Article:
A framework for implementing Device configuration profiles with Microsoft Intune

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A framework for implementing Device configuration profiles with Microsoft Intune

Last time we looked at the proper methodology for rolling out Device-based Conditional access in conjunction with Compliance policies. In that article, we observed that the workflow is very linear and logical, flowing from one step to the next, and ending in Conditional access, like so:

Device configuration profiles, on the other hand, require a circular methodology, using deployment rings. You normally start with a pilot group, and move out to larger waves thereafter.

Again the steps highlighted in red are the ones I always see skipped, which usually means inconsistent configurations at the very least, and sometimes associated end-user-impacting issues. The most common mistake is just creating a configuration profile and pushing it to all users, then never circling back to review profile failures and to clean up the outstanding errors.

Side-note: Device configuration profiles will not have any bearing on Conditional access (they are not evaluated as part of compliance). So they will not affect a user’s ability to gain access to resources, one way or another.

Reviewing and resolving issues

Just like with compliance, we can also monitor Device configuration. Do you see yet why Intune is so much better than what we had with Group Policy? Could you have this type of feedback before?

Granted, if some setting fails to apply, the error messages they give you in the Intune portal today are completely unhelpful, but it’s still nice that we can know in advance exactly which devices and which settings we need to look at, without going up to every device individually to run rsop.msc or gpresult. Still gets us further than GPO ever did.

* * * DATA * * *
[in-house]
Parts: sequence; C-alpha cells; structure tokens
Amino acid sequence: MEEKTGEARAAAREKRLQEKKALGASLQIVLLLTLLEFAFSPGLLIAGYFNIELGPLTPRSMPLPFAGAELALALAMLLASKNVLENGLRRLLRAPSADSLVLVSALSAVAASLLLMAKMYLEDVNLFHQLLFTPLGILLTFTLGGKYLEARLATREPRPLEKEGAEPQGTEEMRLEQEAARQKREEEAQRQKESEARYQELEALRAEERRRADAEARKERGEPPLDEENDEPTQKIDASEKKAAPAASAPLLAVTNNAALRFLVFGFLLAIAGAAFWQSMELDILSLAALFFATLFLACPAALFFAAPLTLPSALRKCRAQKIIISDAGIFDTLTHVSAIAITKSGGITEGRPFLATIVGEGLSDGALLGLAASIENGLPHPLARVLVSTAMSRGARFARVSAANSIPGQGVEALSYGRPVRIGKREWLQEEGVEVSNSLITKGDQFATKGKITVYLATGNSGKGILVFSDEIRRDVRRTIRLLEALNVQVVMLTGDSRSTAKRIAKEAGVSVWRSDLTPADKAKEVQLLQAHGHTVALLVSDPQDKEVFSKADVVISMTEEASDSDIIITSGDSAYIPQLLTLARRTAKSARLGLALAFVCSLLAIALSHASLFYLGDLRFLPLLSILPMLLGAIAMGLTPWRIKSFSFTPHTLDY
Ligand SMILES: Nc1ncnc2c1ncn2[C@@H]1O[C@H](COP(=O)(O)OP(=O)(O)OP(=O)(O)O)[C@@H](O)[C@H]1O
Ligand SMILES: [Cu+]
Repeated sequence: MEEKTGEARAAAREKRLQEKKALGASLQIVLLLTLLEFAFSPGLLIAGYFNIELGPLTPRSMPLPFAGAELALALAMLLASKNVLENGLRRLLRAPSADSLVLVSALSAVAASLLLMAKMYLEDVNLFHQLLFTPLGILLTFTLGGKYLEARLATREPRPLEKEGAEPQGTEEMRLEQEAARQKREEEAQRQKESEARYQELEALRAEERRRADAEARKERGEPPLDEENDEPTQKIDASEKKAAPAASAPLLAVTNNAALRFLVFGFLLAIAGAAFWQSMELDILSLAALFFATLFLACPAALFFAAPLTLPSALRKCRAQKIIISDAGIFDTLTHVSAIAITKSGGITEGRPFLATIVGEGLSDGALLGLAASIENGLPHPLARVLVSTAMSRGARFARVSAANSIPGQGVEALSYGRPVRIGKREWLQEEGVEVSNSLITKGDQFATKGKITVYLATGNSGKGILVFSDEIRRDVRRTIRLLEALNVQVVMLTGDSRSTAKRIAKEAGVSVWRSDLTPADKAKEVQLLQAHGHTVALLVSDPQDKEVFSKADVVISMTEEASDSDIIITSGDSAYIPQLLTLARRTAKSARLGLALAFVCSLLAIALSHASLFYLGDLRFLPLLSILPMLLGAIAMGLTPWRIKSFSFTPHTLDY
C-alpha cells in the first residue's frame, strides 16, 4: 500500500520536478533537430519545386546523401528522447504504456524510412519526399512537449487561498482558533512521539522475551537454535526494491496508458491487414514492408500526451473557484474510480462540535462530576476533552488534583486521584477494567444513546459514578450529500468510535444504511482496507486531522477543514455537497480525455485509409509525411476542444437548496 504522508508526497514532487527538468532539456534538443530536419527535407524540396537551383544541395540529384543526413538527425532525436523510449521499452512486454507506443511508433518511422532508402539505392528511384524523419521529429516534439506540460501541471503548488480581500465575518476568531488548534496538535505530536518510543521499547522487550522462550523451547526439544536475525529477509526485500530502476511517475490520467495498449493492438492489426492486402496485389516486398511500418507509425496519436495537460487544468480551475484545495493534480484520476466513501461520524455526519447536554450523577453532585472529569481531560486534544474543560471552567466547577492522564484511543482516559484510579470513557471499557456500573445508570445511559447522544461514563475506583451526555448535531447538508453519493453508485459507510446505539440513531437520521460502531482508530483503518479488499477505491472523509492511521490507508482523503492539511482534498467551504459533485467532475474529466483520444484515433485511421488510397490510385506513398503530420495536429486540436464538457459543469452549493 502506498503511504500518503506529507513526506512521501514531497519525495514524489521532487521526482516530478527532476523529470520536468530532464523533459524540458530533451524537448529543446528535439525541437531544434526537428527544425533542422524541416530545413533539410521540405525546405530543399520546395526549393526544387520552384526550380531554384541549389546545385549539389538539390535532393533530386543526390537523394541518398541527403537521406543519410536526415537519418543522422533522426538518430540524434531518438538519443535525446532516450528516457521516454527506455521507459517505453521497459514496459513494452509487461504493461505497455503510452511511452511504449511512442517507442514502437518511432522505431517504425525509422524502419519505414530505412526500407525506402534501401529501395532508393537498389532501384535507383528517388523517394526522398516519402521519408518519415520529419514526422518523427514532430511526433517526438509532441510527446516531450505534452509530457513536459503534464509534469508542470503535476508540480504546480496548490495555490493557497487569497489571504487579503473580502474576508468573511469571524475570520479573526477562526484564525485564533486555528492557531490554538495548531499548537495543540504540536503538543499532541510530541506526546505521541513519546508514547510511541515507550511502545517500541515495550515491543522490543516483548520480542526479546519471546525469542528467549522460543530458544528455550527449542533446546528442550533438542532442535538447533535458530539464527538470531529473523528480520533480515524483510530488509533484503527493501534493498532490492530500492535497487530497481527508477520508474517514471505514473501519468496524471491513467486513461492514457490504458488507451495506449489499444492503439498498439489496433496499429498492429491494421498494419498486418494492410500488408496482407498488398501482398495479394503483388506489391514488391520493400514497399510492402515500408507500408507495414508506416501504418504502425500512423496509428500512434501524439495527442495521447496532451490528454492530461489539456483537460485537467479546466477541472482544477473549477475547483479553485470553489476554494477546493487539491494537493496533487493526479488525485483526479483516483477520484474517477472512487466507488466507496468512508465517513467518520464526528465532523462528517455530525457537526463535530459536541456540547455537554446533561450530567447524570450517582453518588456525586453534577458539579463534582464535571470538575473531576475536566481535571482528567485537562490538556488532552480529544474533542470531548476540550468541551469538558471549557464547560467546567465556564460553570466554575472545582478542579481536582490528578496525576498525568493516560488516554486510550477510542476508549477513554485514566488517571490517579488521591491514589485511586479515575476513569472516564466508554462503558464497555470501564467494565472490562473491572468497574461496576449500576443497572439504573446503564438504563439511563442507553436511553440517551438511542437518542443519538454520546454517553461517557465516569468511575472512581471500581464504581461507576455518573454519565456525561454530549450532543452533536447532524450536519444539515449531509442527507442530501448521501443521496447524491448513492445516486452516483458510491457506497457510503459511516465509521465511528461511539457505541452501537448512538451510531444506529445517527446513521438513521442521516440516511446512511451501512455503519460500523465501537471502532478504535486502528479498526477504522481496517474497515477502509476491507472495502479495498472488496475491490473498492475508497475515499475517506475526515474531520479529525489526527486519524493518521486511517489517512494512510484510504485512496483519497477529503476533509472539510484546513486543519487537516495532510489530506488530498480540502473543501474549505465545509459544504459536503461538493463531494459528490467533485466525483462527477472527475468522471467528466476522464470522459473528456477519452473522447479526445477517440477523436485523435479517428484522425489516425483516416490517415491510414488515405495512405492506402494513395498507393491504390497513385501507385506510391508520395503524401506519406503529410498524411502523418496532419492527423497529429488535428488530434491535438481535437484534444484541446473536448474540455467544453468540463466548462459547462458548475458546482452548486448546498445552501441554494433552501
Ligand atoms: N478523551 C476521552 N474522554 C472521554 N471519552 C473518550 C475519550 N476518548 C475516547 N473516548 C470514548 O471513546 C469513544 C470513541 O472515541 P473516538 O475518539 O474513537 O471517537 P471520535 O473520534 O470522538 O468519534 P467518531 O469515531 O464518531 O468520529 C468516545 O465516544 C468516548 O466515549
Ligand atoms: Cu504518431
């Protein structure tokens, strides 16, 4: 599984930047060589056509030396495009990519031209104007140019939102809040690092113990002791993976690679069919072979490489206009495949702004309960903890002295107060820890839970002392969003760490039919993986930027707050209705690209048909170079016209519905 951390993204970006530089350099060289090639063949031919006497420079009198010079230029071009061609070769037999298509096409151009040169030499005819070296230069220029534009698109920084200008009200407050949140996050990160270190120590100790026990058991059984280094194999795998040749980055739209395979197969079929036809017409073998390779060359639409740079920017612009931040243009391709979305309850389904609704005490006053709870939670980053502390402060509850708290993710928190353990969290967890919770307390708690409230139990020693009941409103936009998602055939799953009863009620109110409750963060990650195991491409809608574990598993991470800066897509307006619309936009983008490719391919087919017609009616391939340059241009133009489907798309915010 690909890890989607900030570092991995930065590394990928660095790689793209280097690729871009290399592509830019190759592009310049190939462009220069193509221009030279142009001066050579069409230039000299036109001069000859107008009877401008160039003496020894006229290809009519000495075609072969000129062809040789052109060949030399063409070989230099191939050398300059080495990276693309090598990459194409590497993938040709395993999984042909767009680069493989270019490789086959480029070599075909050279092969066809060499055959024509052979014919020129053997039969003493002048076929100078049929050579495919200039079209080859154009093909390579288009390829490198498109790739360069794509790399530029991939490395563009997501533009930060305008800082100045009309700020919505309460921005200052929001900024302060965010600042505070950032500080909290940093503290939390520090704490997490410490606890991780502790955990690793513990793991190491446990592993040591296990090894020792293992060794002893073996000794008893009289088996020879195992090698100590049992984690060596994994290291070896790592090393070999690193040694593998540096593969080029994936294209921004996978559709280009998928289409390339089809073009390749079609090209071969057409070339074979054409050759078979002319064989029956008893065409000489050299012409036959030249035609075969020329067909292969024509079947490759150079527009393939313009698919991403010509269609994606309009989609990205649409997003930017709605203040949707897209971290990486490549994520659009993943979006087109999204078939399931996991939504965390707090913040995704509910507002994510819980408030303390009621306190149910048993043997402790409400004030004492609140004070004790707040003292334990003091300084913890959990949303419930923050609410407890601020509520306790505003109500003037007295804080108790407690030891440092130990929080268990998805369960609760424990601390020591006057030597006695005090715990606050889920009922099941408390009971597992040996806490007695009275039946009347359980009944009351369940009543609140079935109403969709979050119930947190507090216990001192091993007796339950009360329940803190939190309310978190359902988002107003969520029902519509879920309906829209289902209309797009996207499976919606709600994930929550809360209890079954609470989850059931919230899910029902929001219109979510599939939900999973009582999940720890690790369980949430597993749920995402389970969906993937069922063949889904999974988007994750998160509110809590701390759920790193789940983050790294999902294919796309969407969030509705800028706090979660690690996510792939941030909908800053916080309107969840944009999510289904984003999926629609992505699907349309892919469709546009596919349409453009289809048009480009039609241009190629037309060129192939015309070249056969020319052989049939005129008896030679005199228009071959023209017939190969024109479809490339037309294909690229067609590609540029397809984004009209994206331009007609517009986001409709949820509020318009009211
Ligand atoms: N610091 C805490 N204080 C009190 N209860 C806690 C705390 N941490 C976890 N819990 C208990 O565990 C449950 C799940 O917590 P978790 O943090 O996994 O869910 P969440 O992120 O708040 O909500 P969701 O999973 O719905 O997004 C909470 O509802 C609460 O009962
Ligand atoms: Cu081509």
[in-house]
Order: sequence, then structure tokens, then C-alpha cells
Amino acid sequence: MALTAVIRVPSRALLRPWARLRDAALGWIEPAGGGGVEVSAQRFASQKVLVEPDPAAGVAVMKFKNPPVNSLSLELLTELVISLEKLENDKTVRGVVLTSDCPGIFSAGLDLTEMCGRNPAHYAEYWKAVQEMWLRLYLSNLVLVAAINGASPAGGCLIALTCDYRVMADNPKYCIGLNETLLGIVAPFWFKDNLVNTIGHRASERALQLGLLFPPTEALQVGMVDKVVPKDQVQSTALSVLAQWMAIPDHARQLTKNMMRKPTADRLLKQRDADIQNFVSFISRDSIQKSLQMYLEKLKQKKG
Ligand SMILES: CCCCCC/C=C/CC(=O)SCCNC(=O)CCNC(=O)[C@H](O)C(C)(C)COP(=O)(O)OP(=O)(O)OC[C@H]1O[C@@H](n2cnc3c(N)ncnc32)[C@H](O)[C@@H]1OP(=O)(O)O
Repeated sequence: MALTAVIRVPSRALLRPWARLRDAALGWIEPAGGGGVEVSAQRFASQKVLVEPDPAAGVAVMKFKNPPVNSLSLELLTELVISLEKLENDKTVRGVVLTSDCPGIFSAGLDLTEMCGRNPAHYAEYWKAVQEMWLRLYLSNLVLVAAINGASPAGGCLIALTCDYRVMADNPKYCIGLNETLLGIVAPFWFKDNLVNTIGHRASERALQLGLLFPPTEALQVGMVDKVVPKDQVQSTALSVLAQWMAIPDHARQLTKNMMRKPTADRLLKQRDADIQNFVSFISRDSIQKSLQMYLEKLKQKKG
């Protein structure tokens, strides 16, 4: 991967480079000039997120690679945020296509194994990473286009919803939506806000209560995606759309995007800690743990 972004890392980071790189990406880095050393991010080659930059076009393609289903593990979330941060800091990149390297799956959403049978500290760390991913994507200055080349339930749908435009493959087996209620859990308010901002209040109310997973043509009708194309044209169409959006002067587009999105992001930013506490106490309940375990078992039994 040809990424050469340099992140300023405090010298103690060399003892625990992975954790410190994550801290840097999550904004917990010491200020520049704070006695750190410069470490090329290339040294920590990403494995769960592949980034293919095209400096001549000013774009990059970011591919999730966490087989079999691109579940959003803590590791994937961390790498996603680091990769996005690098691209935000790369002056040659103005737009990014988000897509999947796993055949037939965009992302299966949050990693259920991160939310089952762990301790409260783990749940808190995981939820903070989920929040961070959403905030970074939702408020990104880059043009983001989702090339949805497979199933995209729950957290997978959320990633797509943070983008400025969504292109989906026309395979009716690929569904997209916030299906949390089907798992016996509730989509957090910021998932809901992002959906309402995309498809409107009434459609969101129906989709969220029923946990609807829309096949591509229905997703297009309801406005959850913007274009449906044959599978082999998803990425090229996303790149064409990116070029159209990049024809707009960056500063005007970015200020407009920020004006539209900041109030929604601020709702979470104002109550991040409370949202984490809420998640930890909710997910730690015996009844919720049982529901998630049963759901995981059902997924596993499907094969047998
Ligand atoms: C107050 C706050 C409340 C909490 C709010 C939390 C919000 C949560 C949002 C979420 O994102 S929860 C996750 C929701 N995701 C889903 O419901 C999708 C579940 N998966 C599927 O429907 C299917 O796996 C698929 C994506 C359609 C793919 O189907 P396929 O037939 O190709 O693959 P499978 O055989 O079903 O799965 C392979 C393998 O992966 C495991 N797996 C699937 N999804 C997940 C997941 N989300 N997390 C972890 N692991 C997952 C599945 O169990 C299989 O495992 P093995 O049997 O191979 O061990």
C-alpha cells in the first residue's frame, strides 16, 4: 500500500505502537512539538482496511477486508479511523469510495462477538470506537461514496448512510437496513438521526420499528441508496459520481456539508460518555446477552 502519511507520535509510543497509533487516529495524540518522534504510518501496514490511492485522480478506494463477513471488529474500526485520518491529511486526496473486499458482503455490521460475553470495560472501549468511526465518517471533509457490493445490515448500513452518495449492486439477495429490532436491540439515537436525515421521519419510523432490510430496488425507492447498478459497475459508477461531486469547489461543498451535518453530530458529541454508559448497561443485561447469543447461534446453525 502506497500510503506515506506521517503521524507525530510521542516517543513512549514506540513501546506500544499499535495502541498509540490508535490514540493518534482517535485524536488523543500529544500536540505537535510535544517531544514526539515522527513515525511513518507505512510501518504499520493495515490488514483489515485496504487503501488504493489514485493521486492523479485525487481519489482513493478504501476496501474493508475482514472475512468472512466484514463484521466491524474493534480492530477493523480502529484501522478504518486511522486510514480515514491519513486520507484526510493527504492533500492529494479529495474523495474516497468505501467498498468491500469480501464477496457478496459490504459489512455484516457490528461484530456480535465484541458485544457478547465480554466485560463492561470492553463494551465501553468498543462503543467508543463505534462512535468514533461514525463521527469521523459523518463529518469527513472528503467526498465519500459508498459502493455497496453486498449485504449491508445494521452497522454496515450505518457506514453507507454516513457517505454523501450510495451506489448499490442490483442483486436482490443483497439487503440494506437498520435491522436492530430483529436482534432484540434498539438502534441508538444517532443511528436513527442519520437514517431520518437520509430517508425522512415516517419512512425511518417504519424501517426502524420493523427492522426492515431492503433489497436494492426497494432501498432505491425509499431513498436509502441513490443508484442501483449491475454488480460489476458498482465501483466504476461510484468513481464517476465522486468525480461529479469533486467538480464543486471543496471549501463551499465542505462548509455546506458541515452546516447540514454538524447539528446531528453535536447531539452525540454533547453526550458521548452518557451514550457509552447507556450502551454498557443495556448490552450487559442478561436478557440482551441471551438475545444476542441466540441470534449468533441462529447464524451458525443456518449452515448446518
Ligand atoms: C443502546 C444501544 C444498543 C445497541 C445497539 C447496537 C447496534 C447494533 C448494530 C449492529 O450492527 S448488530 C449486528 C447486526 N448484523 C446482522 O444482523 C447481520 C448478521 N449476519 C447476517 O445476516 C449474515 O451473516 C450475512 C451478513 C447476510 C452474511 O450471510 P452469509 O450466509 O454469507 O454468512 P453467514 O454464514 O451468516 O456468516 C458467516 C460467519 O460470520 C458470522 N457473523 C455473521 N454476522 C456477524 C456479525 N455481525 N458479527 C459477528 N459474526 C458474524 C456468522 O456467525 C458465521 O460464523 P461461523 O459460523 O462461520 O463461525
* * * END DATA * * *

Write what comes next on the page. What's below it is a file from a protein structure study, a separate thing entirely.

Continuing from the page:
Why this circular approach matters

But there are other reasons you need to use deployment rings–it’s not just about remediation of errors in applying the profiles themselves. Some of the settings have a potential to negatively impact user experience (e.g. Exploit Guard), and therefore it is always a good idea to assign these incrementally starting with a pilot group, so that you can observe any impacts and learn how to eliminate them, or barring that possibility, at least to mitigate or communicate the impacts in advance of the full roll-out.

It could be something minor, like a reboot–Credential Guard for instance will most likely trigger a reboot to enable virtualization-related services. But you still want to flesh out the full scope of changes in your plan and communications before you hit the rest of the user base at large.

Also, if you can make any adjustments to the policy so that the next round of users is less impacted (adding excluded folders or apps to your Defender antivirus policy for example), then that is also to your benefit. Eventually as you loop through this process a couple more times, you will not need to proceed to a next wave (because your final wave is “All users”).

That about covers it–be sure to use deployment rings, and practice looping through testing and verification with your pilot groups until you are comfortable with the results. Then move those assignments into production as the last step.

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